The island that ushered millions of immigrants into the United States reopened to visitors Monday for the first time since Hurricane Sandy struck a year ago.
The Ellis Island Immigration Museum in New York hasn't fully recovered from the floods that filled its basement, and many of its more than 1 million photographs and other artifacts are still in storage. But visitors were able to return to much of the graceful main building, including some exhibits, and to absorb the island's singular views of the nearby Statue of Liberty and lower Manhattan.
"Awe" was the reaction of Cathy Scheer of Riverside, Calif., as she stepped off the first visitor ferry Monday morning. Some of Scheer's German and Scottish forebears immigrated via Ellis Island, so she was excited at "the chance to walk in my ancestors' shoes," she said.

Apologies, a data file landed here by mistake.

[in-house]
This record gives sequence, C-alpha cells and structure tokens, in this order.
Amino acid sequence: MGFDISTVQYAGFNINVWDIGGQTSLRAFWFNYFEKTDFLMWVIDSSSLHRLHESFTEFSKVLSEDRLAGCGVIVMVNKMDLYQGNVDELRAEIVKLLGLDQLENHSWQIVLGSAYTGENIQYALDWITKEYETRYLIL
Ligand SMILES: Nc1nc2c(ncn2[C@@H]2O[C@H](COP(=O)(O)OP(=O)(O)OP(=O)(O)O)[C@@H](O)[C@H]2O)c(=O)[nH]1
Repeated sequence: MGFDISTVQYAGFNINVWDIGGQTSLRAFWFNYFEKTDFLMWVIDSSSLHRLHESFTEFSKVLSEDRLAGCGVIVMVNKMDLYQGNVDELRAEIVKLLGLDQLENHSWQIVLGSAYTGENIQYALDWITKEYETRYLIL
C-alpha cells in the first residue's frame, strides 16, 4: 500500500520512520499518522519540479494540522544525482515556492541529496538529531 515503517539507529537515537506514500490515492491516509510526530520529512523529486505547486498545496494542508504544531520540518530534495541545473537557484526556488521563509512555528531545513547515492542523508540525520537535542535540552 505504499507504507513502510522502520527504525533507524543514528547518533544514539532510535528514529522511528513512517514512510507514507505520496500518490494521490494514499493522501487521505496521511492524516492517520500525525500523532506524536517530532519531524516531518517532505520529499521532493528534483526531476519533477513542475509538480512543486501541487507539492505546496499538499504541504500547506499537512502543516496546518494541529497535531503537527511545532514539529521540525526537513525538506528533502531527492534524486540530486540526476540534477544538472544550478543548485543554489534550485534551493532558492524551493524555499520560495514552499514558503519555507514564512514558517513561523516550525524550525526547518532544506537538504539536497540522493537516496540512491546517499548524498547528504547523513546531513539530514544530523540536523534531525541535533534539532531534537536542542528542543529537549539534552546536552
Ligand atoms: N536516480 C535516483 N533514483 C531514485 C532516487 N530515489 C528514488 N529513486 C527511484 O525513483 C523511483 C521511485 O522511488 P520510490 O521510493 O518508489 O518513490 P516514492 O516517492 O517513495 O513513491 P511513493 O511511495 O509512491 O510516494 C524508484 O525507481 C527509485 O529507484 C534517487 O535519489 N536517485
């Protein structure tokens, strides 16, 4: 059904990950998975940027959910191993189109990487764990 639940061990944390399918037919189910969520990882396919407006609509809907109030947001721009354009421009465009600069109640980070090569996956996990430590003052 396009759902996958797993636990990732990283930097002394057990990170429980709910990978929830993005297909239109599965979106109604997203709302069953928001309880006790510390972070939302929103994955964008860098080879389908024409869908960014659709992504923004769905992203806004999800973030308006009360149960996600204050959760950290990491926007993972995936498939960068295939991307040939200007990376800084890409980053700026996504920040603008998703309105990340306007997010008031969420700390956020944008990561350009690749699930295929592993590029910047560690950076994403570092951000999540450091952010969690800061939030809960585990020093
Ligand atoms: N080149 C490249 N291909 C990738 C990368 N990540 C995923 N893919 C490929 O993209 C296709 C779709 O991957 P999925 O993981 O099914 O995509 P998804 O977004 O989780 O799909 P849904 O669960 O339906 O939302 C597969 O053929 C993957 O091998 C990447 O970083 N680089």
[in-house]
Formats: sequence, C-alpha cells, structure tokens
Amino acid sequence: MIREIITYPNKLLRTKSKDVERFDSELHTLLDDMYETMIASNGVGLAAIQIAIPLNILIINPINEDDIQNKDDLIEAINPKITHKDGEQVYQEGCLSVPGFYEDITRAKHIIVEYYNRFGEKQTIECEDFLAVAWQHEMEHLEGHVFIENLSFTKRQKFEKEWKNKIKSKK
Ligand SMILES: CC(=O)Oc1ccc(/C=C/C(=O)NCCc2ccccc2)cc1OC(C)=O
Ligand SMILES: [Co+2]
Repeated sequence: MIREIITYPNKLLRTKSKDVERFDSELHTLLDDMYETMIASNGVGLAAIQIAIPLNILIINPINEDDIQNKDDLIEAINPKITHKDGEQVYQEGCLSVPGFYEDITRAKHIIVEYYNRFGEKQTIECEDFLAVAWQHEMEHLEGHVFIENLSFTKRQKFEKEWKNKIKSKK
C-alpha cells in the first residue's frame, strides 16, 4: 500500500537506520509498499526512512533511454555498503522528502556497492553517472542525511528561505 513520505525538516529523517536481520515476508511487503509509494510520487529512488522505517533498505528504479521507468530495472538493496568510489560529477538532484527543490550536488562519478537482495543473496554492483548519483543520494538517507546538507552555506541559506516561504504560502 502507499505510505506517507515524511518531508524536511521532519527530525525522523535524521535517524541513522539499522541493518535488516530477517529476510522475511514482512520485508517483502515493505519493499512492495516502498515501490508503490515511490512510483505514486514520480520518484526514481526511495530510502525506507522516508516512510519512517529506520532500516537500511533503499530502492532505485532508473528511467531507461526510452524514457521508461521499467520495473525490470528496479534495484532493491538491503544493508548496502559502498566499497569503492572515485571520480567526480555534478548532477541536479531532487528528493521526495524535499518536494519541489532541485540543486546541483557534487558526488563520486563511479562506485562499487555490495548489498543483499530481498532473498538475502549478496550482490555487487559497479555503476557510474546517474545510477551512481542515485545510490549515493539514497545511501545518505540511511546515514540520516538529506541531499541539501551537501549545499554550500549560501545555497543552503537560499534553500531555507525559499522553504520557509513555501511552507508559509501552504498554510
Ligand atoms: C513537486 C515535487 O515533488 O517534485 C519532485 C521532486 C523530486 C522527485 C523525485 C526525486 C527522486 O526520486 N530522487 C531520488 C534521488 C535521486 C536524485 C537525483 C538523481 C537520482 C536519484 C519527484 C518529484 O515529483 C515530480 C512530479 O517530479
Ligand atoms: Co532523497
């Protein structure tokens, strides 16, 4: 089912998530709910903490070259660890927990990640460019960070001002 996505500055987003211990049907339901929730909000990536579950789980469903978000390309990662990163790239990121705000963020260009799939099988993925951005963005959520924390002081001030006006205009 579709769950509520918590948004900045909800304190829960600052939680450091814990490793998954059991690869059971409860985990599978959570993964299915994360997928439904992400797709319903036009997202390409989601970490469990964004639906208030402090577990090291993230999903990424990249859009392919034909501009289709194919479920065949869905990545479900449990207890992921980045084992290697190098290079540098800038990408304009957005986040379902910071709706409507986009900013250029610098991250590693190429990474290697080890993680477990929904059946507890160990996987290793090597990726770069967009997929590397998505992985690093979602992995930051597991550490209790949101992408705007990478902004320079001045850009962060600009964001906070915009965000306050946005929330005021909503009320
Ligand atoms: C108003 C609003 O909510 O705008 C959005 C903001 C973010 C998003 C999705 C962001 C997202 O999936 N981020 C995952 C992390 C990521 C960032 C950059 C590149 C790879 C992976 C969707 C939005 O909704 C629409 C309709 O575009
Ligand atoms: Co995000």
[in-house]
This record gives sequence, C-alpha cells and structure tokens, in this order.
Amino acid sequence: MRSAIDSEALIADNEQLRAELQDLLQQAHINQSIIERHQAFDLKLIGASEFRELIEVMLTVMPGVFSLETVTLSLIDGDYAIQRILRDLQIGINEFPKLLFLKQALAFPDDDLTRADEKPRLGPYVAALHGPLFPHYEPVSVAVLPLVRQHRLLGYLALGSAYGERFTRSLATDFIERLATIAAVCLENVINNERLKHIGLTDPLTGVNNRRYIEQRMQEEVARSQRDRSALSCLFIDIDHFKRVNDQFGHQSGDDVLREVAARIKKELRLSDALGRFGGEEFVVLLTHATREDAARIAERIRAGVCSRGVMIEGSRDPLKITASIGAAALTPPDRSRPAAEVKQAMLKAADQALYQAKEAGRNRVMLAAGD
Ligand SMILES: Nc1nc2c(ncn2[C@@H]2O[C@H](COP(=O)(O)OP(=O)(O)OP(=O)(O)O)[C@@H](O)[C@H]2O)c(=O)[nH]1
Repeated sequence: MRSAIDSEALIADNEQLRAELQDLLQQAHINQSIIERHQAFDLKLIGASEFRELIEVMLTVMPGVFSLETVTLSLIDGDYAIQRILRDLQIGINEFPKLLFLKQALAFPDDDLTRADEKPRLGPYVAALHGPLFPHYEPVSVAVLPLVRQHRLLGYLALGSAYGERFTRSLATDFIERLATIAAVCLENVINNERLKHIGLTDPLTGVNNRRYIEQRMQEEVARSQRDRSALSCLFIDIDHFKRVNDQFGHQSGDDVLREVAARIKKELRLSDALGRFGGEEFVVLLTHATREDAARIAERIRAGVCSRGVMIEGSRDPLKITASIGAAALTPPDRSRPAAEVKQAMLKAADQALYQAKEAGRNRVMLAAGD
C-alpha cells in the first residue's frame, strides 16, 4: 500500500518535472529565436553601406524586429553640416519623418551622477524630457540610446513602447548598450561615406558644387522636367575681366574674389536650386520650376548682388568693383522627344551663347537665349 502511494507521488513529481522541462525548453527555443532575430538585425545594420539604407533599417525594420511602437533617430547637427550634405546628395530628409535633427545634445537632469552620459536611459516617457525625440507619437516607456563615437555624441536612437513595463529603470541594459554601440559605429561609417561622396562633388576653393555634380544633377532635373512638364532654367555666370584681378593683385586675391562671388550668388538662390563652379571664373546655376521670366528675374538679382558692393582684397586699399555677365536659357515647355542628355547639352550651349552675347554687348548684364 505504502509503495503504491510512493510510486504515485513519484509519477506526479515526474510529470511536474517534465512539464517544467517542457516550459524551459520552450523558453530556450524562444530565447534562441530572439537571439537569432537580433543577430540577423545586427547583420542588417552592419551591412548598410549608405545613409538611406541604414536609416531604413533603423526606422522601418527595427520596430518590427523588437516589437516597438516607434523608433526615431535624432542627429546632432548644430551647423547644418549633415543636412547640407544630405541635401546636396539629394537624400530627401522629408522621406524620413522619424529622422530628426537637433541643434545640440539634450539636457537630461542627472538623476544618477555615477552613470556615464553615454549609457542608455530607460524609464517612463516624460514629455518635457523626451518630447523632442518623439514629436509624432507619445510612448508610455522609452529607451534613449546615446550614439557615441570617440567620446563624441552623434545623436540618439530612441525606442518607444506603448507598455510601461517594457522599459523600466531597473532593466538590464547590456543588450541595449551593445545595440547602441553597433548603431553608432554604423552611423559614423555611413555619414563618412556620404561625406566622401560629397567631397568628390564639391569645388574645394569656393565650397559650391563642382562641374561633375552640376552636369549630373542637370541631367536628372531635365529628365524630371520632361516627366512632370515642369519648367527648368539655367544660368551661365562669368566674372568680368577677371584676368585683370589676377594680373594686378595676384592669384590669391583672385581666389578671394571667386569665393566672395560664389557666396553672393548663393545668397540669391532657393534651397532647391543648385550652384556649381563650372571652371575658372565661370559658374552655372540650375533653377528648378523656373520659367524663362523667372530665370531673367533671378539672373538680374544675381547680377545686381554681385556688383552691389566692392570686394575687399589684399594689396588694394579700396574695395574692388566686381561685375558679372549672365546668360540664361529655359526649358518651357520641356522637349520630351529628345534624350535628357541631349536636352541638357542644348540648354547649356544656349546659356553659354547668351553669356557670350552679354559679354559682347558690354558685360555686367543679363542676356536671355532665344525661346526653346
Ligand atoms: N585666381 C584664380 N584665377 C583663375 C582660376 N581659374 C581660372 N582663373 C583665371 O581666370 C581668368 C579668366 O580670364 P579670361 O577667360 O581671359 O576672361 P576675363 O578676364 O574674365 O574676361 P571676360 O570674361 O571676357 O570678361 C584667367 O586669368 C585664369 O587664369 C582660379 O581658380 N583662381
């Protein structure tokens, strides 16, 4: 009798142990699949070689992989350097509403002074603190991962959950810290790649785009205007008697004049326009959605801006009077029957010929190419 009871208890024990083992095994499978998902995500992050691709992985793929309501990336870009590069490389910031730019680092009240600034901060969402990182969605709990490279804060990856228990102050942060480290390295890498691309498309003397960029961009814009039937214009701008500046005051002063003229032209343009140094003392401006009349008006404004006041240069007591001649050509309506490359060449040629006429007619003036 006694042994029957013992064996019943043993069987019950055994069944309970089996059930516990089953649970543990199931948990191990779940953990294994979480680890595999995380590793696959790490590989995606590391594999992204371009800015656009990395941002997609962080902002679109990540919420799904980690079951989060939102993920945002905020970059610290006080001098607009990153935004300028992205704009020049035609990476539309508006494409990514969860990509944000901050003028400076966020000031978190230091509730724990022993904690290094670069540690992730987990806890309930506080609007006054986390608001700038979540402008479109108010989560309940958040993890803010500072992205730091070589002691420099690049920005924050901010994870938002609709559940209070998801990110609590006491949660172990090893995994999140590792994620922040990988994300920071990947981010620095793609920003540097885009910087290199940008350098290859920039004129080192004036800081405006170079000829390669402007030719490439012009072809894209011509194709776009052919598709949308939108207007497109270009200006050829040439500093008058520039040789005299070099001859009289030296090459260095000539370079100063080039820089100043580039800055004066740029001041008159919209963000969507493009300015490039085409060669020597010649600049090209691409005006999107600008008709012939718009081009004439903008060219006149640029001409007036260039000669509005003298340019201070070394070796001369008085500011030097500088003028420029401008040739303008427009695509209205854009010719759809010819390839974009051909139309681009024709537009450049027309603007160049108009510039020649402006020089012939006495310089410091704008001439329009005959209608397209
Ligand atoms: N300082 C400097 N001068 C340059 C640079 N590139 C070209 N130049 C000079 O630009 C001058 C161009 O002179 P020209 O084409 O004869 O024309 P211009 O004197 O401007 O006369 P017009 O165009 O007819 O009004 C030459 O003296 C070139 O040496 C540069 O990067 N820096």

Sandy's surge swamped Ellis Island, the entry point for about 12 million newcomers from 1892 to 1954 and a public historic site since 1976. David Luchsinger, the National Park Service superintendent for the island and the Statue of Liberty, arrived the day after Sandy to find doors and windows blown out, pilings strewn on the grounds, and the basement full of water, which destroyed the electric, heating, air conditioning and phone systems.
Liberty Island was also inundated during Sandy and reopened on July Fourth.
Rebuilding and storm proofing the electrical and other networks of the museum without marring the building was a challenge to plan and is still a $21 million, 18-month work in progress.
"Yes, we are shy a little bit on exhibits and artifacts, but we're not shy on character, at all," Luchsinger said while standing before a glass-enclosed array of steamer trunks and suitcases in the former baggage room where immigrants left belongings.